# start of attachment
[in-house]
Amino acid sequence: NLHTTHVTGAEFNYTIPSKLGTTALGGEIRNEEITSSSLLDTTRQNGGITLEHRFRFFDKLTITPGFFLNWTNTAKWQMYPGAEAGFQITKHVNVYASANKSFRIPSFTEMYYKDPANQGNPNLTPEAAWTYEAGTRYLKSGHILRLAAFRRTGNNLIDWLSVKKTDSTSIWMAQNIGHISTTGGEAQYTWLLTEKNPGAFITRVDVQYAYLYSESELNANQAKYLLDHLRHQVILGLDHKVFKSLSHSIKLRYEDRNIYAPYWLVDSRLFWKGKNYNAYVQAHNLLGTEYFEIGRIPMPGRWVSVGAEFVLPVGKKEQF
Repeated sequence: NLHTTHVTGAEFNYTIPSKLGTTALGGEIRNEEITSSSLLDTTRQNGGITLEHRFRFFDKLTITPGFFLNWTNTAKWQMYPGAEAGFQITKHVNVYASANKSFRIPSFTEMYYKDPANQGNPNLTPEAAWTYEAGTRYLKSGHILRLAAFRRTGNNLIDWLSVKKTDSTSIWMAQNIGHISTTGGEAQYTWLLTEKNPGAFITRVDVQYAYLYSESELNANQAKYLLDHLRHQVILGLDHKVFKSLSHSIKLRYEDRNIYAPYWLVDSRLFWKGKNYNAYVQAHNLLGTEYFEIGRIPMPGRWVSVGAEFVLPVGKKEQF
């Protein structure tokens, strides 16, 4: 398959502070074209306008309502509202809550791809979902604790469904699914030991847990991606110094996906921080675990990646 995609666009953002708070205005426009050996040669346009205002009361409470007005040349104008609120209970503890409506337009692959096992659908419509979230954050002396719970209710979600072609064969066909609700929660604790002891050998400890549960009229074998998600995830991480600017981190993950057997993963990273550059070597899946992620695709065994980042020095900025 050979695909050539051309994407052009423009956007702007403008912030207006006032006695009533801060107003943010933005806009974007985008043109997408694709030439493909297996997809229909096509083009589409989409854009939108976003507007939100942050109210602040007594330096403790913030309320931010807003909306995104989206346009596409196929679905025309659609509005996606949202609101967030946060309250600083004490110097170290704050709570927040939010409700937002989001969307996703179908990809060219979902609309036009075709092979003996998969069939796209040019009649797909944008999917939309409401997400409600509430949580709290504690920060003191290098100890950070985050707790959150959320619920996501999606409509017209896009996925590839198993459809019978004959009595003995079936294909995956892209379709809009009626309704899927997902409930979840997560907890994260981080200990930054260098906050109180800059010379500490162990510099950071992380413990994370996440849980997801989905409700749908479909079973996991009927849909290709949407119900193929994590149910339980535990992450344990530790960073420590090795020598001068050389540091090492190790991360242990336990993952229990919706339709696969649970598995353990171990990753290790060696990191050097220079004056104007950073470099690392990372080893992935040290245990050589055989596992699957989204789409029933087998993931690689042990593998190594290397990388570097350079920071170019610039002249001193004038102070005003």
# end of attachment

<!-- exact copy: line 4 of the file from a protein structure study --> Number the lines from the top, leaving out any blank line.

């Protein structure tokens, strides 16, 4: 398959502070074209306008309502509202809550791809979902604790469904699914030991847990991606110094996906921080675990990646 995609666009953002708070205005426009050996040669346009205002009361409470007005040349104008609120209970503890409506337009692959096992659908419509979230954050002396719970209710979600072609064969066909609700929660604790002891050998400890549960009229074998998600995830991480600017981190993950057997993963990273550059070597899946992620695709065994980042020095900025 050979695909050539051309994407052009423009956007702007403008912030207006006032006695009533801060107003943010933005806009974007985008043109997408694709030439493909297996997809229909096509083009589409989409854009939108976003507007939100942050109210602040007594330096403790913030309320931010807003909306995104989206346009596409196929679905025309659609509005996606949202609101967030946060309250600083004490110097170290704050709570927040939010409700937002989001969307996703179908990809060219979902609309036009075709092979003996998969069939796209040019009649797909944008999917939309409401997400409600509430949580709290504690920060003191290098100890950070985050707790959150959320619920996501999606409509017209896009996925590839198993459809019978004959009595003995079936294909995956892209379709809009009626309704899927997902409930979840997560907890994260981080200990930054260098906050109180800059010379500490162990510099950071992380413990994370996440849980997801989905409700749908479909079973996991009927849909290709949407119900193929994590149910339980535990992450344990530790960073420590090795020598001068050389540091090492190790991360242990336990993952229990919706339709696969649970598995353990171990990753290790060696990191050097220079004056104007950073470099690392990372080893992935040290245990050589055989596992699957989204789409029933087998993931690689042990593998190594290397990388570097350079920071170019610039002249001193004038102070005003």